Emperor Hirohito - one of humanity's greatest leaders - by Norman Macrae (written 1989)
Few would have forecast in 1901 that a prince, who was told at birth that he was the direct descendant of a Storm God and a Sun Goddess, would prove to be a bravely ordinary man who would affect uniquely for good the second half of the new century. That is the Emperor Hirohito's legacy
At his accession in 1926, Japan's military advance could not have been checked by any sort of monarch. Had Emperor Hirohito tried, he would have been pushed aside. Japan's entry into world war in 1941 was particularly popular with many Japanese and hundreds of millions of Asians who saw it as likely to end Asia's hated subjection to European colonialism, which it actually did. The Emperor's great service to this century came in 1945, when he claimed it was the consensus of the Japanese that they should unconditionally surrender, which it actually wasn't
Without the Emperor's decisiveness, the war would have continued for a time. At least a dozen nuclear bombs would have been dropped on Japan, at a time when most of the scientists who invented them had no inkling of how far fatal radiation sickness from them could spread ; they do not really know even now. Soviet troops as senior partners to Chinese communists would have swarmed into Asia, imposing a clamp on much of East Asia, just as it was imposed on East Europe.
When Emperor Hirohito declared on the radio that the "war situation had developed not necessarily to Japan's advantage" and that he had therefore resolved to "tolerate the intolerable", he was sticking out his neck at dire risk that it would be chopped off. Emperor Hirohito was ordering action on the basis of a minority view of the ruling establishment, a courage without constitutional precedence. At that moment he ran an almost equal risk of being killed either by fanatic defeated Japanese or fanatically victorious white men.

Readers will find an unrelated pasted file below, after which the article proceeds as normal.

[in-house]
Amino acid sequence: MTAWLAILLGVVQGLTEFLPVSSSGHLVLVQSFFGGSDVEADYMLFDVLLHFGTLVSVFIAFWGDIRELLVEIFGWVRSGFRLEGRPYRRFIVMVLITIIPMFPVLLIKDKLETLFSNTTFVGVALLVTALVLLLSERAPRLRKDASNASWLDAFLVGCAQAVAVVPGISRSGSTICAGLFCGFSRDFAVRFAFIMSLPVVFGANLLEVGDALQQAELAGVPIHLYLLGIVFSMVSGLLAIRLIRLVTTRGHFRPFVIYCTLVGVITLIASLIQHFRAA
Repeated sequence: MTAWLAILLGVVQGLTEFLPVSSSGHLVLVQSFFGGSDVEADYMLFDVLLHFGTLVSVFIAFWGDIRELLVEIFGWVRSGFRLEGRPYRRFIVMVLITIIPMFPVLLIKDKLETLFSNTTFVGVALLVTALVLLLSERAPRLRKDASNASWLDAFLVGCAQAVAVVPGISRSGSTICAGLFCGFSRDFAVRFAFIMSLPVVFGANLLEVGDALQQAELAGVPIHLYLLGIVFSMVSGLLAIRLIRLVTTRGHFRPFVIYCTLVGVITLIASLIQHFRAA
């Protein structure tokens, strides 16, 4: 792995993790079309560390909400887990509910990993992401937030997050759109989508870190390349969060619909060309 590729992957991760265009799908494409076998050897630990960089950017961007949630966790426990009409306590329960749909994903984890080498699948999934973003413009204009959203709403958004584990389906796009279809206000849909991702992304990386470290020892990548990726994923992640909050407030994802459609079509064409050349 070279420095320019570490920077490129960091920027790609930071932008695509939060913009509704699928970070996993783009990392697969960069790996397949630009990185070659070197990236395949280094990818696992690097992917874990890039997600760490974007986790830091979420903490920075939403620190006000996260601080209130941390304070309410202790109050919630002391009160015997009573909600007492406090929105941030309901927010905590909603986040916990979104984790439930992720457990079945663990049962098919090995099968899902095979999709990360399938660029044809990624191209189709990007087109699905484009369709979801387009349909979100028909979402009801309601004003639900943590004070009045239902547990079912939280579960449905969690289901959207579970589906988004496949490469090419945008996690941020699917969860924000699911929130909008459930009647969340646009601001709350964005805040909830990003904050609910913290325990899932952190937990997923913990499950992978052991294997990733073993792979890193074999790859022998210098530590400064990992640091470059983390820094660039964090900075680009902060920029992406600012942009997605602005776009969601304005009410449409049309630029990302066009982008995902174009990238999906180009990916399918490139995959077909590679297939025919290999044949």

During the early period of occupation, some Americans and most Australians wanted to hang the Emperor. When Churchill at Potsdam advocated allowing Japan to surrendered with honour, Truman said that Japanese honour now had no meaning, drawing from Churchill the sage view that "well, they have something they are willing to die for, and kill for, and which may mean more for them than it nee do to us". When MacArthur summoned Hirohito to meet him in Tokyo, the little man touched the immensely tall one by insisting with his first sentence that "any blame upon my people devolve wholly on to me".
Churchill had believed in 1918 that robbing Germany of its imperial system was a mistake, "thus creating the vacuum into which strode Corporal Hitler". However, Churchill was no longer in office when the terms of the Japanese armistice were imposed. It is a mercy- partly due to Emperor Hirohito's bearing at his first meeting with Macarthur - that no such vacuum was created in post-1945 Japan. In renouncing war, The Emperor led his country into embracing commercialism
The fruits of that commercialism have transformed Japan during the long twentieth century reign of Emperor Hirohito even more than Britain was transformed during Queen Victoria's long reign in the previous century. Both monarch's presided over te maturing of a great international economic power, but the maturing of Japan is the more extraordinary. Without that bold decision in 1945, Japan could be a radioactive desert, westerners would then be hated throughout Asia, and most rising oriental suns would be in the eclipse of Stalinism
Emperor Hirohito, (1901-1989) is now named Emperor Showa.
Other reports on Japan and region by Norman Macrae include